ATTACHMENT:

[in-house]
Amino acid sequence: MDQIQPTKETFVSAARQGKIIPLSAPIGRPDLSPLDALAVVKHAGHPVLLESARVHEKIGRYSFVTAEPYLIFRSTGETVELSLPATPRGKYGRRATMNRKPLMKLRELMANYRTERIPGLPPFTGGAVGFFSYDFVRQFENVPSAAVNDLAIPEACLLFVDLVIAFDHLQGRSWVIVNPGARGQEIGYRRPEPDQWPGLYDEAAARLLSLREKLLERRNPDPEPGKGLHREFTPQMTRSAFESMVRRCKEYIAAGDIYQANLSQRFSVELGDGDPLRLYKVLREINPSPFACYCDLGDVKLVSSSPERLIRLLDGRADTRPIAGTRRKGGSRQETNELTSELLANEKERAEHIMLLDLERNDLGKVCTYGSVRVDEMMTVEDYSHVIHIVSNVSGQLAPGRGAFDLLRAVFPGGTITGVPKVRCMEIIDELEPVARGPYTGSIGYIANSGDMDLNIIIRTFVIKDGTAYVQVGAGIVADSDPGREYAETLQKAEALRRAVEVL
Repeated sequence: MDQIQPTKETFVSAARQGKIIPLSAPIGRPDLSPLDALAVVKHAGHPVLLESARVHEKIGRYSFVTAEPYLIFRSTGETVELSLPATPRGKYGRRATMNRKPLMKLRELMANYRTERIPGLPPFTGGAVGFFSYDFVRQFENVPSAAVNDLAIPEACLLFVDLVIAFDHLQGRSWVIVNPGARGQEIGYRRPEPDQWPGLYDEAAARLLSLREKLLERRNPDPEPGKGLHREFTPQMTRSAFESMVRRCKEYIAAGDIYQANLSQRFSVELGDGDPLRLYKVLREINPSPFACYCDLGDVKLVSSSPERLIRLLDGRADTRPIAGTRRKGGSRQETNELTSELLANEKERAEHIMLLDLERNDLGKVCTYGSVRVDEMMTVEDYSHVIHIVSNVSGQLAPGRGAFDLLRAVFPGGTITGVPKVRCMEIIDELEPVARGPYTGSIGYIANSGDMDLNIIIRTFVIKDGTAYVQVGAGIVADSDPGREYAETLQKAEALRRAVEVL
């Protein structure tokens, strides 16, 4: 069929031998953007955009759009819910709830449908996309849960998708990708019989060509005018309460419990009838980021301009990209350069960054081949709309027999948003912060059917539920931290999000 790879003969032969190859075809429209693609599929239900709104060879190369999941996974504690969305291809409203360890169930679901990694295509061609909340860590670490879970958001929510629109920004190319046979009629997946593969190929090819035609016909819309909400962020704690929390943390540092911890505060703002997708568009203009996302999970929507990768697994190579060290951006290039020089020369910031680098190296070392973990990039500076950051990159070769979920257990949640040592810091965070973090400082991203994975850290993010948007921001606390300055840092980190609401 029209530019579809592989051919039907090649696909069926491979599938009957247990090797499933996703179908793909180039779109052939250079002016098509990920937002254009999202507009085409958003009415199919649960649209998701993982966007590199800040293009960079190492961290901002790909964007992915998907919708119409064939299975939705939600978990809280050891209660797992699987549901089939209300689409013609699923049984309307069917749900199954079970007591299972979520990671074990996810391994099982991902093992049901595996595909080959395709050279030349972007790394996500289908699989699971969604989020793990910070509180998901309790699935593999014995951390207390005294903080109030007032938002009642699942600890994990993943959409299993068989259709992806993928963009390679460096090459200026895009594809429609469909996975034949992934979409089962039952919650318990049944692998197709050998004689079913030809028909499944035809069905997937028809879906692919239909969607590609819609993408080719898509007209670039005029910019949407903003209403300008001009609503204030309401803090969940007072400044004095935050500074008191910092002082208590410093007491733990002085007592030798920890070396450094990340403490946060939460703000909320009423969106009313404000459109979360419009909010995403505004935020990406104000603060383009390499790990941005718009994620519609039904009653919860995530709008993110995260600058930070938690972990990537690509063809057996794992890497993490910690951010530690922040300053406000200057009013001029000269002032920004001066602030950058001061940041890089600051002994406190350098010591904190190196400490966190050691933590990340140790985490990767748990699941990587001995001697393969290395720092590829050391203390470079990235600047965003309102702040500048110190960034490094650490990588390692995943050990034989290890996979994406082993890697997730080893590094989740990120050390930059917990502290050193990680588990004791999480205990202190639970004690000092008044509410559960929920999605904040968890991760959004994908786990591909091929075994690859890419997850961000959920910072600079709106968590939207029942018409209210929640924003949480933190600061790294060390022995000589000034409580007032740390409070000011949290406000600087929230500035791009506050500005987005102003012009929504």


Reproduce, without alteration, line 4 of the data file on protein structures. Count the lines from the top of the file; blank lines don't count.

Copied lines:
């Protein structure tokens, strides 16, 4: 069929031998953007955009759009819910709830449908996309849960998708990708019989060509005018309460419990009838980021301009990209350069960054081949709309027999948003912060059917539920931290999000 790879003969032969190859075809429209693609599929239900709104060879190369999941996974504690969305291809409203360890169930679901990694295509061609909340860590670490879970958001929510629109920004190319046979009629997946593969190929090819035609016909819309909400962020704690929390943390540092911890505060703002997708568009203009996302999970929507990768697994190579060290951006290039020089020369910031680098190296070392973990990039500076950051990159070769979920257990949640040592810091965070973090400082991203994975850290993010948007921001606390300055840092980190609401 029209530019579809592989051919039907090649696909069926491979599938009957247990090797499933996703179908793909180039779109052939250079002016098509990920937002254009999202507009085409958003009415199919649960649209998701993982966007590199800040293009960079190492961290901002790909964007992915998907919708119409064939299975939705939600978990809280050891209660797992699987549901089939209300689409013609699923049984309307069917749900199954079970007591299972979520990671074990996810391994099982991902093992049901595996595909080959395709050279030349972007790394996500289908699989699971969604989020793990910070509180998901309790699935593999014995951390207390005294903080109030007032938002009642699942600890994990993943959409299993068989259709992806993928963009390679460096090459200026895009594809429609469909996975034949992934979409089962039952919650318990049944692998197709050998004689079913030809028909499944035809069905997937028809879906692919239909969607590609819609993408080719898509007209670039005029910019949407903003209403300008001009609503204030309401803090969940007072400044004095935050500074008191910092002082208590410093007491733990002085007592030798920890070396450094990340403490946060939460703000909320009423969106009313404000459109979360419009909010995403505004935020990406104000603060383009390499790990941005718009994620519609039904009653919860995530709008993110995260600058930070938690972990990537690509063809057996794992890497993490910690951010530690922040300053406000200057009013001029000269002032920004001066602030950058001061940041890089600051002994406190350098010591904190190196400490966190050691933590990340140790985490990767748990699941990587001995001697393969290395720092590829050391203390470079990235600047965003309102702040500048110190960034490094650490990588390692995943050990034989290890996979994406082993890697997730080893590094989740990120050390930059917990502290050193990680588990004791999480205990202190639970004690000092008044509410559960929920999605904040968890991760959004994908786990591909091929075994690859890419997850961000959920910072600079709106968590939207029942018409209210929640924003949480933190600061790294060390022995000589000034409580007032740390409070000011949290406000600087929230500035791009506050500005987005102003012009929504």